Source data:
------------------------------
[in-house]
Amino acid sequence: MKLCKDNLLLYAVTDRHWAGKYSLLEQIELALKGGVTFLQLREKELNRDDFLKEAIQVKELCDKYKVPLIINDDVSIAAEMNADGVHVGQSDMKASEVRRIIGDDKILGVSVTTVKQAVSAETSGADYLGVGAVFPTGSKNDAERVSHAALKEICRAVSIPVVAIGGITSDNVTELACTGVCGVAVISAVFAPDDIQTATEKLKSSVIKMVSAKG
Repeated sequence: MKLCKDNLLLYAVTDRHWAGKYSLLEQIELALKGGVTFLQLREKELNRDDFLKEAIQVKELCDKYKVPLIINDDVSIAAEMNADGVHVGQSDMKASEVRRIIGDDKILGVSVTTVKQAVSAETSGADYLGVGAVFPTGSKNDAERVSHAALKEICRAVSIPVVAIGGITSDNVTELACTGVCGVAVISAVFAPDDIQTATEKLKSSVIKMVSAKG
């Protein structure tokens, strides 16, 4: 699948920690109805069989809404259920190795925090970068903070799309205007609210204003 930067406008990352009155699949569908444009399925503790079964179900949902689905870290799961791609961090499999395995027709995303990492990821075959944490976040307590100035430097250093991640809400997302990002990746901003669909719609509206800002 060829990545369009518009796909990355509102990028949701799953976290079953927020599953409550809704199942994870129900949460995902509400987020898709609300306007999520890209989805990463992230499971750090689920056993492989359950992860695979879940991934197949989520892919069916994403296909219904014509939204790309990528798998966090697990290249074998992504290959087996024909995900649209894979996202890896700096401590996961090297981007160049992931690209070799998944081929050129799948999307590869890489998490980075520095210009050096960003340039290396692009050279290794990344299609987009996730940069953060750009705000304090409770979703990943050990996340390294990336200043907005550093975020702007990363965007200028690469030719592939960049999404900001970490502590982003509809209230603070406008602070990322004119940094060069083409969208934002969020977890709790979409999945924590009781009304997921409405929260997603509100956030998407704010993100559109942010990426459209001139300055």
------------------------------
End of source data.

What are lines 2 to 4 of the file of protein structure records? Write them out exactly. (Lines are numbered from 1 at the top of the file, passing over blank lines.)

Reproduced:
Amino acid sequence: MKLCKDNLLLYAVTDRHWAGKYSLLEQIELALKGGVTFLQLREKELNRDDFLKEAIQVKELCDKYKVPLIINDDVSIAAEMNADGVHVGQSDMKASEVRRIIGDDKILGVSVTTVKQAVSAETSGADYLGVGAVFPTGSKNDAERVSHAALKEICRAVSIPVVAIGGITSDNVTELACTGVCGVAVISAVFAPDDIQTATEKLKSSVIKMVSAKG
Repeated sequence: MKLCKDNLLLYAVTDRHWAGKYSLLEQIELALKGGVTFLQLREKELNRDDFLKEAIQVKELCDKYKVPLIINDDVSIAAEMNADGVHVGQSDMKASEVRRIIGDDKILGVSVTTVKQAVSAETSGADYLGVGAVFPTGSKNDAERVSHAALKEICRAVSIPVVAIGGITSDNVTELACTGVCGVAVISAVFAPDDIQTATEKLKSSVIKMVSAKG
């Protein structure tokens, strides 16, 4: 699948920690109805069989809404259920190795925090970068903070799309205007609210204003 930067406008990352009155699949569908444009399925503790079964179900949902689905870290799961791609961090499999395995027709995303990492990821075959944490976040307590100035430097250093991640809400997302990002990746901003669909719609509206800002 060829990545369009518009796909990355509102990028949701799953976290079953927020599953409550809704199942994870129900949460995902509400987020898709609300306007999520890209989805990463992230499971750090689920056993492989359950992860695979879940991934197949989520892919069916994403296909219904014509939204790309990528798998966090697990290249074998992504290959087996024909995900649209894979996202890896700096401590996961090297981007160049992931690209070799998944081929050129799948999307590869890489998490980075520095210009050096960003340039290396692009050279290794990344299609987009996730940069953060750009705000304090409770979703990943050990996340390294990336200043907005550093975020702007990363965007200028690469030719592939960049999404900001970490502590982003509809209230603070406008602070990322004119940094060069083409969208934002969020977890709790979409999945924590009781009304997921409405929260997603509100956030998407704010993100559109942010990426459209001139300055």